Probability and Statistics > Basic Statistics > Discrete vs continuous variables

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In an introductory stats class, one of the first things you’ll learn is the difference between discrete vs continuous variables. In a nutshell, discrete variables are like points plotted on a chart and a continuous variable can be plotted as a line. Before you start, you might want to read these two articles, which define each type of variable and give you lots of examples of each variable type:

Definition of a discrete variable.

Definition of a continuous variable.

## Discrete vs Continuous variables: A Brief Overview.

**Discrete variables **are countable in a finite amount of time. For example, you can count the change in your pocket. You can count the money in your bank account. You could also count the amount of money in *everyone’s* bank account. It might take you a long time to count that last item, but the point is — it’s still countable.

**Continuous Variables** would (literally) take forever to count. In fact, you would get to “forever” and never finish counting them. For example, take age. You can’t count “age”.** Why not?** Because it would literally take forever. For example, you could be:

25 years, 10 months, 2 days, 5 hours, 4 seconds, 4 milliseconds, 8 nanoseconds, 99 picosends…and so on. You *could* turn age into a discrete variable and then you could count it. For example:

- A person’s age in years.
- A baby’s age in months.

Take a look at this article on orders of magnitude of time and you’ll see why time or age just isn’t countable. Try counting your age in Planctoseconds (good luck…see you at the end of time!).

## Discrete vs Continuous variables: Steps

Step 1: Figure out how long it would take you to sit down and **count out** the possible values of your variable. For example, if your variable is “Temperature in Arizona,” how long would it take you to write every possible temperature? It would take you literally forever:

50°, 50.1°, 50.11°, 50.111°, 50.1111°, …

If you start counting now and never, ever, ever finish (i.e. the numbers go on and on until infinity), you have what’s called a **continuous variable.**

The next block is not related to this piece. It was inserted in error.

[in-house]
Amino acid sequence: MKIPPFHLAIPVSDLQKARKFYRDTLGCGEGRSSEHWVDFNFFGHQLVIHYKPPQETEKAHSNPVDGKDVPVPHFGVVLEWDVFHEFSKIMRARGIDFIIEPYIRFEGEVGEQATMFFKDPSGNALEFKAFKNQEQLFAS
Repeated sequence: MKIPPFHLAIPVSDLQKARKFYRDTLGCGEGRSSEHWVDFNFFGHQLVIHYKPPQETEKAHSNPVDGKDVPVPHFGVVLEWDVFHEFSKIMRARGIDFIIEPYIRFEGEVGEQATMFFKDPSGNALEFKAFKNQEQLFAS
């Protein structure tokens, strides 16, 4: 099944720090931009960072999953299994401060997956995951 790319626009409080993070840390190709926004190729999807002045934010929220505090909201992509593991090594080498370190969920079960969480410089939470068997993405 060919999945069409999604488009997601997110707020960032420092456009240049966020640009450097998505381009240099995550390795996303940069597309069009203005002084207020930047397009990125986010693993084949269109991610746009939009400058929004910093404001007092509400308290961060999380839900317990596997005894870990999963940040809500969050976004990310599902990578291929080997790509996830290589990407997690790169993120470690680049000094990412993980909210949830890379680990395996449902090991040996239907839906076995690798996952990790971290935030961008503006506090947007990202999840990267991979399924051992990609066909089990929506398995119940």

If your variable is “Number of Planets around a star,” then you can count all of the numbers out (there can’t be an infinite number of planets). That is a **discrete variable**.

Step 2: Think about “hidden” numbers that you haven’t considered. For example: is time a discrete or continuous variable? You might think it’s continuous (after all, time goes on forever, right?) but if we’re thinking about numbers on a wristwatch (or a stop watch), those numbers are **limited** by the numbers or number of decimal places that a manufacturer has decided to put into the watch. It’s unlikely that you’ll be given an ambiguous question like this in your elementary stats class but it’s worth thinking about!

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The link for “How to classify a variable as discrete or continuous” from the STA2023 FAQ goes to “How to Classify a Variable as Quantitative or Qualitative in Statistics.”

Thanks–the link is fixed :)

The article was helpful, especially in explaining the time question. There was a similar question in Chapter 1 homework, smth with 11 flashlights (sorry, I don’t remember word for word ) that involved time and I wasn’t sure if the correct answer was discrete or continuous.

Great, glad it helped!

Stephanie

This article was very helpful. I never thought to think of continuous pertaining to infinity, but that is probably why it is called continuous. I also like the time example. As first I thought it was continuous because I thought well time goes on forever, but there are only so many hours in a day.

When working in our books these variables threw me off a bit because sometimes they seemed to be both to me not one or other. This article is helpful in deciphering between the two.

I think this article was helpful. I especially like the examples given and pointers on how to think about a problem. The concept still gets a little confusing, but I think with more practice I’ll get the hang of it.

I like the simplified way this article explains the difference between discrete and continuous. Yes, sometimes the contributing factors can be ambiguous, but at least your time examples give me a clearer way to correctly determine the answer. In other words, it’s easy to assume that statistics is a field that is all black and white. But this article proves otherwise. Thanks!